There are a lot of snakes in South Carolina! About 38 species or so. Trying to keep them sorted out takes a lot of studying. The water snakes seem to be the most confusing of the bunch. I finally figured one out, I think.
Most people just look at a snake in the water and with reflex proclaim it a ‘water moccasin’ or cottonmouth. While it is difficult to tell the difference, there are a handful of harmless, beneficial snakes that occur near water bodies that are not venomous.
Let me clearly explain three things from that last paragraph.
• Harmless does not mean these snakes will not bite. While generally not life-threatening, bites should be treated properly.
• Venomous, not poisonous. Poisons are things you ingest, or swallow, while vemon is injected, or inserted into the body in some manner, like spider and snake bites, jellyfish stings, etc.
• And the most important: BENEFICIAL. Sure a snake is creepy looking, not something to be cuddled with, and it never blinks and has no legs, arms, or facial expressions, but that doesn’t mean that it isn’t good for anything. Its role in the ecosystem is just as important as any other animal, so the killing of snakes leads to issues like increased rodent populations, overpopulation of birds, fish, and insects, as well as decreased food sources for larger birds, fish, mammals and other reptiles.
This fellow is a nonvenomous Banded Water Snake [Nerodia fasciata fasciata] from what I can tell. Like cornsnakes, the coloration varies from snake to snake, with some individuals having visible bands and others being more monochromatic. This one had more of a solid pattern. The best indicator to look for is the dark stripe that runs from the outer corner of the eye to the corner of the mouth. Their prey consists of amphibians, fish, and a few invertebrates.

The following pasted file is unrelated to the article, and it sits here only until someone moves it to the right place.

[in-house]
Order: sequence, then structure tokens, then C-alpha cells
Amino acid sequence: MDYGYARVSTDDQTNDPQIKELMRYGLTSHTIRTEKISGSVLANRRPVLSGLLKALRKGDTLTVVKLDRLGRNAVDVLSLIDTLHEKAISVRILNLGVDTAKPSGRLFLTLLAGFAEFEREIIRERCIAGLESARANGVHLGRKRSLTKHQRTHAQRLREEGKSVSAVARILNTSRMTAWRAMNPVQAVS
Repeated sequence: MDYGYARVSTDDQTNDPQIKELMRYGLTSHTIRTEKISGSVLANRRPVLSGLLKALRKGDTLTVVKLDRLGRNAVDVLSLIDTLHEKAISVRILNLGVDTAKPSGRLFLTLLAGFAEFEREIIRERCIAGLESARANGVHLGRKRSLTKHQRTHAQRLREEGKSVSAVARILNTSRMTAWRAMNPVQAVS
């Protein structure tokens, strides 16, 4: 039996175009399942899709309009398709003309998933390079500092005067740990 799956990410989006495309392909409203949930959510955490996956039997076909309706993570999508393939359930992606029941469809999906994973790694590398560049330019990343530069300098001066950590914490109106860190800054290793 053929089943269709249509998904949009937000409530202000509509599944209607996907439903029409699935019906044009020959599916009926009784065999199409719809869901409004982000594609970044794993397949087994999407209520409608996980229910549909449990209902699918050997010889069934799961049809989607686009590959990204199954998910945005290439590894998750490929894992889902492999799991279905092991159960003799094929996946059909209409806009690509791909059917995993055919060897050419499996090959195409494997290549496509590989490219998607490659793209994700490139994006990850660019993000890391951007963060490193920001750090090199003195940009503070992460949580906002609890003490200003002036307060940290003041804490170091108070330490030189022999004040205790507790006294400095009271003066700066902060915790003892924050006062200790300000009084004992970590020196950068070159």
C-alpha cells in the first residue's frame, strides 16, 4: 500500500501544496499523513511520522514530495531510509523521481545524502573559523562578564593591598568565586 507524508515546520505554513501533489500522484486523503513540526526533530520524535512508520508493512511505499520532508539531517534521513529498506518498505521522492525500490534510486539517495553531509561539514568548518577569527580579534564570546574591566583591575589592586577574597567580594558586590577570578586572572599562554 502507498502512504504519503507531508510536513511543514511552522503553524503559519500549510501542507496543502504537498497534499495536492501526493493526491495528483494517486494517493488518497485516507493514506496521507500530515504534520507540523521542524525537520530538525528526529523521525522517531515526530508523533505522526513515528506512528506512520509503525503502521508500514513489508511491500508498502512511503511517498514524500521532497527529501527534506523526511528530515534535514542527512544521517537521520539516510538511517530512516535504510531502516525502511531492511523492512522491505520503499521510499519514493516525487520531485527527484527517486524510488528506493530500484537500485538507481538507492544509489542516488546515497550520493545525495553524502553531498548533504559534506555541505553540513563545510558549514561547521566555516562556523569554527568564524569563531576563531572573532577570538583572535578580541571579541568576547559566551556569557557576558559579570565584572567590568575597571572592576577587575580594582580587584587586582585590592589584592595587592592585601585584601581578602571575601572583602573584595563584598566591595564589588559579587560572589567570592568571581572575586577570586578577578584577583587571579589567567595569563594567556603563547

Most venomous snakes in the United States are distinguished by their pupil slits and triangular-shaped heads, but there are a few harmless snakes that have triangular heads or can flatten their heads to make them take that shape. It’s also not recommended to stoop down to check out a snake’s pupil, so…where does that leave you when you’ve come across a snake?
Best Answer: Give It Some Room!
Sure, those guys on TV handle snakes all the time, but we all know TV isn’t reality, right? We know that camera crews don’t just mill around a forest for hours on end hoping to pass by a snake. We know those snakes are either caught ahead of time or captively bred as photography props, essentially. We knew that, right? So why try to handle a wild snake? It is a good way to learn its defensive behaviors for starters.
Say you grab a snake and then smell something very foul. You might even look down and find a smear of brown goo on your arm. You’ve just been musked! Lovely, eh?!
If you handle the snake roughly or surprise it, you might find its mouth on your hand or arm. Even the non-venomous snakes have things in their mouths, just teeth, but sometimes LOTS of little teeth. Some snakes have taken fancy to chewing, too. Wherever that mouth has been previous, I am pretty sure I don’t want it on my hand.
But if you do decide to handle snakes for a hobby, please don’t shove one in your poor mother’s face…you might scare the snake!
Check out these two great sites for information about South Carolina Snakes: